SWEAT STAINED REVIEW: CONFESSIONS OF A BLUE COLLAR MISFIT
The 10 Year War
By Dan Denton
My buddy, the great songwriter Don Duprie, once wrote a hit song called “what am I supposed to do?” It’s about an autoworker putting 29 years in only to find out they’re closing down his factory. The song is a beautiful blue-collar hymn, but one line in the first verse has always stuck out to me, “it became the job I loved to hate.”
Like all great written lines that one is powerful because it’s simple, and so goddamned true. I worked 10 years at the Toledo Jeep Plant, and it was both, the best job I’ve ever had, and a job I loved to hate.
The life of a union autoworker is unlike any life I lived, in any other factory. If you get hired in full-time with a Big 3 Automaker in a UAW job, you’ll likely have a stable lifelong career that most Americans only dream of. You’ll make the best blue-collar wages in your city, have the best healthcare and insurance, and despite the loss of a traditional pension, you’ll still have a top tier retirement benefit compared to other manufacturing jobs. During my best year at the Jeep Plant, while working as an elected chief steward, I worked enough overtime to gross $104,500. And now I live in a travel trailer and make less than a tenth of that as a full-time writer, because that’s the thing about being an autoworker, some days you’re just going to really fucking hate your job.
First, in an assembly plant, you’ll work in an atmosphere that’s full of constant motion. There’s moving floors, where workers work on a giant treadmill basically. There’s automated robots everywhere. There’s 1,000 people in one big ass giant room that’s 1.2 million square feet, and all of them are doing something every second of everyday. There’s constant bells, whistles, honks, yells, clinks, clunks, alarms, and if the line stops for any reason, there’s 20 bosses yelling their heads off to get it back running.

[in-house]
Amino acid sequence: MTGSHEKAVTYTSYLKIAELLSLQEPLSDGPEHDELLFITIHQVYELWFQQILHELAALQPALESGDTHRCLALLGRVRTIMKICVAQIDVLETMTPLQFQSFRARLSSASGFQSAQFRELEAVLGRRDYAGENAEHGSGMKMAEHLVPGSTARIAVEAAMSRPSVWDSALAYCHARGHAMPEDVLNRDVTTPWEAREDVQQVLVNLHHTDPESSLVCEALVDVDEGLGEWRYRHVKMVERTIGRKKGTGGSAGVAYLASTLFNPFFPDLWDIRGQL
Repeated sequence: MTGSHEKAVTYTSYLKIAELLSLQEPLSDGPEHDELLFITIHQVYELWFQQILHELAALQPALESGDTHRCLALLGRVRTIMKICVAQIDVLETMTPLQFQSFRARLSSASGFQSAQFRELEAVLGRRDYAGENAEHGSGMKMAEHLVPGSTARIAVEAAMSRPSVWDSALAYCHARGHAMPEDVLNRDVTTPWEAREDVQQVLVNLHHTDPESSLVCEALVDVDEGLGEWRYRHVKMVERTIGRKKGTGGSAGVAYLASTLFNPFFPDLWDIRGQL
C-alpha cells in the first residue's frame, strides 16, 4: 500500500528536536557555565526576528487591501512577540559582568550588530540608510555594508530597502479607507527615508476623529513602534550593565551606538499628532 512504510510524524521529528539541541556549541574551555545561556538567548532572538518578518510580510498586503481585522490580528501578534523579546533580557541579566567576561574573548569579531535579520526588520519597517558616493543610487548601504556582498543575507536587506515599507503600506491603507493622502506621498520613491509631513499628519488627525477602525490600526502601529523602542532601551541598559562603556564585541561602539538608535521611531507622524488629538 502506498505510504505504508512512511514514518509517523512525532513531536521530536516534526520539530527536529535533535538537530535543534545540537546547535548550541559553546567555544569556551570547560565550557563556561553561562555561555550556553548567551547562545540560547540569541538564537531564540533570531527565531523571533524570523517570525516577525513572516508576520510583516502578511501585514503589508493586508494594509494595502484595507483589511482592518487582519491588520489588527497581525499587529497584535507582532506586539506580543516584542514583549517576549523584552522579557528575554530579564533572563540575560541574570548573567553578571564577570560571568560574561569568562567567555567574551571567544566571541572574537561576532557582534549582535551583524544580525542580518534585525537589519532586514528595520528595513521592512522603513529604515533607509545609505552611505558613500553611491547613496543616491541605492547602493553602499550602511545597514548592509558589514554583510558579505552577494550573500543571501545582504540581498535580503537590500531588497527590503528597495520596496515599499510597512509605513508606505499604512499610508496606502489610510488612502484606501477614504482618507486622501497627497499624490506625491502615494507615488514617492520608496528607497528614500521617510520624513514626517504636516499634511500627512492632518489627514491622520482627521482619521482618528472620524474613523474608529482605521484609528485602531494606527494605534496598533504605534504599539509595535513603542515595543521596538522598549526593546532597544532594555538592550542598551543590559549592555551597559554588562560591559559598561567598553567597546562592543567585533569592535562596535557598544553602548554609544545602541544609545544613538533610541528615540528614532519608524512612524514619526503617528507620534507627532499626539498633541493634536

Break time is signaled by a loud bell. The line stops, and 1,000 people have 10 or 15 minutes to shit, smoke a cigarette, call home, or grab a snack or drink. Sometimes you have to do all that in one break time, and if you’re back one second after the bell signaling break is over, you risk a write up from a prick boss that’s likely just out of college and been in the building several years less than you have.
Every two or three weeks there will be a new rumor that your plant is the next one on the chopping block. A boss will tell you at least once a week, “they’ll ship our jobs to Mexico in a heartbeat,” and once every other year, one of your plants does get shut down and the work sent to Mexico, so you live knowing that your almost six figure job, that you work an average of 60 hours a week at, could vanish tomorrow, and you’d be left standing in line hoping the union can find you work anywhere. Somewhere. In Toledo, there are about 500 UAW workers that have uprooted their families and moved them two states away when their factory in Belvedere, IL was closed. The company decided to stop building the Jeep Cherokee because it couldn’t compete with the more luxurious grand Cherokee and wagoneer, nor could it outsell the cheaper Jeep SUVs that are all built in Mexico and China. There are still hundreds of union autoworkers in Illinois that don’t have work, and right now they’re praying the company agrees to build electric car batteries, a new car or truck, anything, just so they can get back to that life of providing well for their families.
In every union auto factory in America, there’s a certain anxiety and PTSD that comes from living and working in the wake of NAFTA. There’s more abandoned auto plants than live ones, and we know this in our heart as we punch in and out everyday. Few careers have lived the reality of outsourcing quite like autoworkers have. Few industries have ever built great cities, like Detroit, and watched as their industry was intentionally sold off to other countries, as their city slowly died around them.